By Armand Echeverry
Homelessness plagues the streets and sidewalks of New York City. These poverty-stricken people reside on the grimy pavement with scant resources to utilize and nobody to turn to. Many of them are women.
According to the Coalition for Homeless, the number of single women in municipal shelters has doubled from about 2,000 ten years ago to 4,000 as of October, 2015. Among the many factors which contribute to this rise are domestic violence, sexual and physical abuse, acute health problems, chronic substance abuse, financial exploitation and past trauma.
The Bowery Mission is a social services and faith-based organization with the intent of assuaging the fear and physiological ailments of homeless women. They’ve allocated $17.5 million towards the men’s, women’s, and children’s programs.
Institutional Giving Coordinator Hannah Vanbiber is responsible for ascertaining the effectiveness of staff members as well as the number of proposals sent out to different companies that can subsidize the organization in its efforts to end homelessness. There are over 30,000 individual and corporate donors that bankroll the organization.
“The women who enter our programs are homeless and generally seeking help in any of the following areas job help and training, addiction recovery, trauma recovery, counseling, and secure housing,” said Vanbiber. “We offer aid in all of these areas.” The majority of women are between the ages of 30 and 55. Half of them have a history of substance abuse and almost all have been abused physically, sexually or emotionally.
They take a holistic approach to helping women while maintaining a strong belief in God. This is done through a spiritual medium like the Bible and provides a cathartic release for many of the women.
“A grounding in some form of faith or spirituality is often crucial to instilling hope and commitment to a healthy and whole life,” said Vanbiber. “Most of the women who come to us consider some form of faith to be a central part of their lives.”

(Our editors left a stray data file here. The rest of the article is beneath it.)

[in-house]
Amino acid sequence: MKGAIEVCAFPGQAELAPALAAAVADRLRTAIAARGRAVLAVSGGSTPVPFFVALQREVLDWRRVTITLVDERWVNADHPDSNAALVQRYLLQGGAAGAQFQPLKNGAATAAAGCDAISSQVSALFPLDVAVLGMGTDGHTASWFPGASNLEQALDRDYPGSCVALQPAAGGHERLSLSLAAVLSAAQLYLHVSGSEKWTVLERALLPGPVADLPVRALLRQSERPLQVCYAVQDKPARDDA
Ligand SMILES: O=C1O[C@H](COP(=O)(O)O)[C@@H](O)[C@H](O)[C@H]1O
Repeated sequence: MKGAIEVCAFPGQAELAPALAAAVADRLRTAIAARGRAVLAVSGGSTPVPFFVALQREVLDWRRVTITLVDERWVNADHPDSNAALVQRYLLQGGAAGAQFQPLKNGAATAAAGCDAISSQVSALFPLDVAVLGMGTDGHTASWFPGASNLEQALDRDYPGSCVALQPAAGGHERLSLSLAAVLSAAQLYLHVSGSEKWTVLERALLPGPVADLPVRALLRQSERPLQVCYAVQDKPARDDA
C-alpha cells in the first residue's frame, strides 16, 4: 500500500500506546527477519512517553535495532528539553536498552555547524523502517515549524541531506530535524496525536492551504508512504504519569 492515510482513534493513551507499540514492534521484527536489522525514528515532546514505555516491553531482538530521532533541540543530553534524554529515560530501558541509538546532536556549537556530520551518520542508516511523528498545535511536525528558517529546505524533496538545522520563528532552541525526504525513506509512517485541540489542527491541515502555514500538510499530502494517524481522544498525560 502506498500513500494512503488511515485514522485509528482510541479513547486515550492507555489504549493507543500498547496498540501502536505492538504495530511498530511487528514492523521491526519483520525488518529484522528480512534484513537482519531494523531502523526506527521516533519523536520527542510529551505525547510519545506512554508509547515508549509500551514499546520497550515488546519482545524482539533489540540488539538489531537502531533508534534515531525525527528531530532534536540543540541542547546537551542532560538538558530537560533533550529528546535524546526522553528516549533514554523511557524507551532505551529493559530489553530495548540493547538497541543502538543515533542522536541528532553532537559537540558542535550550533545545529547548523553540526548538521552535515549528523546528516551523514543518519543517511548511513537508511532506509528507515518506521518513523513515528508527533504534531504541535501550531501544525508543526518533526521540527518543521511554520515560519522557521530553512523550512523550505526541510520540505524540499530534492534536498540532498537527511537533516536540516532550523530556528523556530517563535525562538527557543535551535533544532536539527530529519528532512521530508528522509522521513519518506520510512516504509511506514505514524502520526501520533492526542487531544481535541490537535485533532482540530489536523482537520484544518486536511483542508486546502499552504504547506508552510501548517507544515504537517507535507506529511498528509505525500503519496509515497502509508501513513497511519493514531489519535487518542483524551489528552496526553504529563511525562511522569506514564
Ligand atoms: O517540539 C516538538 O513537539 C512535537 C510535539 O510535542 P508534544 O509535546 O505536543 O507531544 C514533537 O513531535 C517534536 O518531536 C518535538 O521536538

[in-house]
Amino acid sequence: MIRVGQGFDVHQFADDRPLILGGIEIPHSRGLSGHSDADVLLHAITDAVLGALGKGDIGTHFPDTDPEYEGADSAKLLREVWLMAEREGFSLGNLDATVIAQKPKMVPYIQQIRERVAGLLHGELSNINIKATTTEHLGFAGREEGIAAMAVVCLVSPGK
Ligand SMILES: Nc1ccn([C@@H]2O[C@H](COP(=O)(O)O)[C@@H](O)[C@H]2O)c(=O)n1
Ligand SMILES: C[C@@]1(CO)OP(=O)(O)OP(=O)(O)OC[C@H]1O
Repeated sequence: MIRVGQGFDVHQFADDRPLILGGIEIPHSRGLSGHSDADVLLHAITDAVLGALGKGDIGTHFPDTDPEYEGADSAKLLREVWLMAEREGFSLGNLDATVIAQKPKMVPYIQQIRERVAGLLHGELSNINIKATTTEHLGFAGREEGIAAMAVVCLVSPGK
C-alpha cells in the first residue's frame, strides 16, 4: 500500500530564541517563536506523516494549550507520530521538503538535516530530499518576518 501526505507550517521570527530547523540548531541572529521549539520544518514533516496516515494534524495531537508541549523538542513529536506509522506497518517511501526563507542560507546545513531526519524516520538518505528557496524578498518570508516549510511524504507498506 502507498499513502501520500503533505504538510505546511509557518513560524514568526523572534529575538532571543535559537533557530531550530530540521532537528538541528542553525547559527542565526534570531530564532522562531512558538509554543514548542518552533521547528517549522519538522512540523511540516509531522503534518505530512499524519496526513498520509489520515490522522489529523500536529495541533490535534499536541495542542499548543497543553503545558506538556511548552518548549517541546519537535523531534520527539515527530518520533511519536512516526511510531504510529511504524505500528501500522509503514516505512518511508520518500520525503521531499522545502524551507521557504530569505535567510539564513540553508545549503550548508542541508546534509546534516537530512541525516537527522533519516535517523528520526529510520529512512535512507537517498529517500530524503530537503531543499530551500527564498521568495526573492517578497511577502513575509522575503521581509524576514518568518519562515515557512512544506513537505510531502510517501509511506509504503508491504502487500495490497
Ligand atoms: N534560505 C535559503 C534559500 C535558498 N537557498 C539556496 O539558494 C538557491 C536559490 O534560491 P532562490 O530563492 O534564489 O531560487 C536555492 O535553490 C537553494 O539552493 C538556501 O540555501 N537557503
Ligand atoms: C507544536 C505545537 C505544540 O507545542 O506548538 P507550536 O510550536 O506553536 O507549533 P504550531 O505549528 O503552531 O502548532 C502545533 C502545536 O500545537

The success of their program for women who graduate is measured upon a stable income, a place to live, commitment to being clean and sober, establishing healthy relationships, becoming spiritually grounded and having a plan for the future. This model treats recovery as a holistic process involving all the different facets of the person.
While their programs are successful, the Mission is implementing a new system, called the Gateway Program, which mitigates the pain women experience.
“A Gateway program protects both the new women seeking our program and the women already enrolled in the full 12-15 months. It creates a gentler transition that allows women to make more informed decisions about what they want – and creates a higher level of investment once they enter the program,” said Vanbiber.
Not all women are ready to participate in the program, hence they’re allowed 30 days to decide whether or not they want to commit to the entire 12 to 15 month program.
“The women are estranged from their spouses, partners, children and extended family,” said Vanbiber. “Most are between the ages of 30 and 55 and have lost their sense of dignity and self-worth along the way, making it extremely difficult to recover alone.”
Once women are involved in the Mission’s program they are required to share rooms, eat meals together, participate in counseling as well as celebrate their birthdays and new jobs, eliciting a cohesive group of love and respect.